1
$\begingroup$

How do I interpret this form of sigma notation? Do e1 and e2 take on all combinations of 1 and -1? If they do, what's the point? They just get multiplied inside the sum! FYI, this comes from equation 8 in the following paper: http://personal.mecheng.adelaide.edu.au/will.robertson/research/2012-magcoil.pdf

weird notation

$\endgroup$
  • $\begingroup$ Yes, they take on $\pm 1$ values. There are 4 terms in the sum. $\endgroup$ – user147263 Dec 26 '14 at 6:20
2
$\begingroup$

The meaning is $$\sum_{e_1=-1,+1}\sum_{e_2=-1,+1}e_1e_2m_1...$$

Look at equation 10 underneath that, $m_1$ depends on $e_1$ and $e_2$, so the succeeding factor is not constant as $e_1$ and $e_2$ vary.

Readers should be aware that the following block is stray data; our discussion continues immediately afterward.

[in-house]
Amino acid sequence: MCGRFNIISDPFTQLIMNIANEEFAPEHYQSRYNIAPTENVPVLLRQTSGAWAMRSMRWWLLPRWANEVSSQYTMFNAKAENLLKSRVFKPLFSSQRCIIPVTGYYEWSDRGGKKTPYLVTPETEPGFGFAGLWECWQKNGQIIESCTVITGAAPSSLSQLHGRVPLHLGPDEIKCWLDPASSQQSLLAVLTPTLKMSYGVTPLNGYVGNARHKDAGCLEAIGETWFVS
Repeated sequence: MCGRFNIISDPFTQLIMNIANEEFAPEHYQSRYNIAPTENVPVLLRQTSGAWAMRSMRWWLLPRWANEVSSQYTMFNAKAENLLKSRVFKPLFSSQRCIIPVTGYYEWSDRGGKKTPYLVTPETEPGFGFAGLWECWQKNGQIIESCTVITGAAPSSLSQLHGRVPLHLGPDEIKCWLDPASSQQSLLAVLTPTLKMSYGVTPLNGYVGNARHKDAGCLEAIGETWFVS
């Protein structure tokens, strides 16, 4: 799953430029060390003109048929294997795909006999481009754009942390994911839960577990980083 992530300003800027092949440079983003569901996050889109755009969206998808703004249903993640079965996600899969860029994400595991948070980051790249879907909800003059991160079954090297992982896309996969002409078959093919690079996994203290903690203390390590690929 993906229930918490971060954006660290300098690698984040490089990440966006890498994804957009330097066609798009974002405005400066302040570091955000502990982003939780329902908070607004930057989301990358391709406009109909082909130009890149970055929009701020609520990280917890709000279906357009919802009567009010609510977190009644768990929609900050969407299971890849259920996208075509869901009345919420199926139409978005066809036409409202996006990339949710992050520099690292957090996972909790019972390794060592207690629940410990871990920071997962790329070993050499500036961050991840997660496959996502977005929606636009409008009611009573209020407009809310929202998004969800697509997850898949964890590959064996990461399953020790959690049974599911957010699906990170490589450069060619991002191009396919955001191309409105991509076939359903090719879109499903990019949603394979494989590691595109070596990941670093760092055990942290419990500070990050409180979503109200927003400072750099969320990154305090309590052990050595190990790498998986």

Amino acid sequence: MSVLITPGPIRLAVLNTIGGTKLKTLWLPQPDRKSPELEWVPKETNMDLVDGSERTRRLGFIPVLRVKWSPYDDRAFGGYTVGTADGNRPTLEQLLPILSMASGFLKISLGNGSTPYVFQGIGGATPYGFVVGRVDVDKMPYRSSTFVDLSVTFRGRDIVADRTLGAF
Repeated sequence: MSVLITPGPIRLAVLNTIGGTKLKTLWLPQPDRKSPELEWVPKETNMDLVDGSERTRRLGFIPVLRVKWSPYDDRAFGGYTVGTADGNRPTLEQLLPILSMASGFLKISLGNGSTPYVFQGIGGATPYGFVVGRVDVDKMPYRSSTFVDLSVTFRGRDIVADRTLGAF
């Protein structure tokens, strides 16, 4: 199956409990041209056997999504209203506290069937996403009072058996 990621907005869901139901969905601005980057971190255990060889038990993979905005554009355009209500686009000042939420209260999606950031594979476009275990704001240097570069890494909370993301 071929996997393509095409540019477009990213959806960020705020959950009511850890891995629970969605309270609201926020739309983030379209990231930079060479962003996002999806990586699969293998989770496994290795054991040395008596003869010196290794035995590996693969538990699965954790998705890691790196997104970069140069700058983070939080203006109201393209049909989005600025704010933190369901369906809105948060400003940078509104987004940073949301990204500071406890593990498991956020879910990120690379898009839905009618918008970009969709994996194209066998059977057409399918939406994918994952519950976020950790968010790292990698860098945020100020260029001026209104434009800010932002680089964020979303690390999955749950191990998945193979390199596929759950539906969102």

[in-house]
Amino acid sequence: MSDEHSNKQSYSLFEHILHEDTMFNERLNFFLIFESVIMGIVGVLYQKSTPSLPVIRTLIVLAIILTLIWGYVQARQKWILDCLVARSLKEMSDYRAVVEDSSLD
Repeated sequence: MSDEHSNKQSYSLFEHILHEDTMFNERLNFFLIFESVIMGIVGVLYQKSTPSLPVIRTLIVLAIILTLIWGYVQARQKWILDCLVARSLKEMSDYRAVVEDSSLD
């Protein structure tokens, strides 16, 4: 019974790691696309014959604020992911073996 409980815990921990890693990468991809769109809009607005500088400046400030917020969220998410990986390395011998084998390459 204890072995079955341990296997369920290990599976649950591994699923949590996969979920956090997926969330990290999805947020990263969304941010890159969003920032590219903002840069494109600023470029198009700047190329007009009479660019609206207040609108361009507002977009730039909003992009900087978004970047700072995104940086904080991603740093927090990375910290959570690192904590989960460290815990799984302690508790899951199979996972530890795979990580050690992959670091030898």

$\endgroup$
  • $\begingroup$ And the notation indicates that they vary independently over the set $\{1,-1\}$. $\endgroup$ – Brian M. Scott Dec 26 '14 at 6:21
  • $\begingroup$ Oh wow! I didn't see that. Am I right in thinking that (e1,e2) will be (1,1) then (1,-1) then (-1, 1) and finally (-1, -1)?? $\endgroup$ – Jordan Dec 26 '14 at 6:22
  • $\begingroup$ @Jordan Yes, I've added a clarification. $\endgroup$ – Suzu Hirose Dec 26 '14 at 6:27

Your Answer

By clicking “Post Your Answer”, you agree to our terms of service, privacy policy and cookie policy

Not the answer you're looking for? Browse other questions tagged or ask your own question.